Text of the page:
Will the New Mortgage Disclosure Laws Delay Your Home Purchase?

Posted by on Oct 21, 2015 in Real Estate | 0 comments

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Beginning October 3, new documents will add time to the closing process. Here’s the one thing you need to know so you can write offers that will close faster than competing buyers.

Beginning October 3, 2015, home buyers applying for a mortgage will receive new rate and fee quote forms from lenders.

These federally required consumer disclosures, which go by the name TILA-RESPA Integrated Disclosures (or TRID), will make it easier for you to understand rate and fee quotes from lenders. However, they will also slow down your home-buying process.

Lenders must not only deliver these new rate and fee disclosures to you twice during the home loans process — after application and before closing — but also must comply with disclosure timing rules in the beginning and end of the loan process.

Loan estimate disclosure and timing rules

The first new disclosure is called the Loan Estimate. This document clearly shows your rate quote, loan term, line-item fees, and cash needed to close.

Before the lender can collect fees for critical next steps in the loan process — like ordering an appraisal, which your loan can’t close without — the lender must also obtain your intent to proceed based on the quoted terms.

The Loan Estimate must be given to you within three days of applying for a mortgage. The federal agency that made and enforces the TRID rules — the Consumer Financial Protection Bureau (CFPB) — allows for mail or electronic delivery of the Loan Estimate.

Closing disclosure and timing rules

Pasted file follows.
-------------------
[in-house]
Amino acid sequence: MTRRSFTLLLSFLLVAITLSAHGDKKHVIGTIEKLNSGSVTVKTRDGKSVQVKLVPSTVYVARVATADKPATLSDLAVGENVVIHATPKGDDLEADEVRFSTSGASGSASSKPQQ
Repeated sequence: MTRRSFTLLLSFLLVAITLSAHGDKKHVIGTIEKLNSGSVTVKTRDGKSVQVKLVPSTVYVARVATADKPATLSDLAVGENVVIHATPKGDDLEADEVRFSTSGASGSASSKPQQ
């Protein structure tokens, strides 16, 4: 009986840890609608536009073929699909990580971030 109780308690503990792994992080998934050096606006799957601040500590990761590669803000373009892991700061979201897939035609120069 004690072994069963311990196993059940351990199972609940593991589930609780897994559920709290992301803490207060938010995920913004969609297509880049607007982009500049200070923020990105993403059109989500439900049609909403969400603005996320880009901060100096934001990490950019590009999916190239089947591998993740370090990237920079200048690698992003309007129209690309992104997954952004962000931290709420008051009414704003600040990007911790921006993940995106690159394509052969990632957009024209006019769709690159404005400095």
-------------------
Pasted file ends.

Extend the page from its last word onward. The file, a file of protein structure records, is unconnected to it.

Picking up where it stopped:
The second new disclosure, called the Closing Disclosure, looks almost exactly the same as the Loan Estimate, which makes it easy for buyers to review the closing terms and compare them to the originally quoted terms. It also provides further clarity on closing costs by showing which line item costs are paid by buyer, seller, and third parties.

The lender must provide this document to you at least three days before closing.

The new CFPB disclosure rules don’t allow Sundays and holidays to count in this three-day waiting period, and day one is the day after you get the Closing Disclosure.

What is the fastest timing for the new disclosure process?

Prior to October 3, 2015, you could fund the same day you got final disclosures, and real estate agents are accustomed to writing purchase contracts based on this old timing.

As of October 3, your agent and lender must coordinate closely when writing purchase contracts to make sure your agent accounts for these new TRID timelines to write the fastest contract possible.

  • Shortest timeline post-application: If your lender is mailing disclosures, the CFPB’s new TRID rules add about six days in the beginning of the process from application to appraisal order. If your lender is using electronic disclosures, they can go from application to appraisal order in one day.
  • Shortest timeline pre-closing: All lenders must comply with the three-day waiting period after the Closing Disclosure is ready. But as the example above illustrates, the pre-closing waiting period is actually more than three days.

So here’s the key to making sure your mortgage process goes as quickly and smoothly as possible: When you find a lender in your current home shopping journey, ask them about their process for the new TRID rules, and have them clarify closing timelines for your real estate agent before you write any offers.

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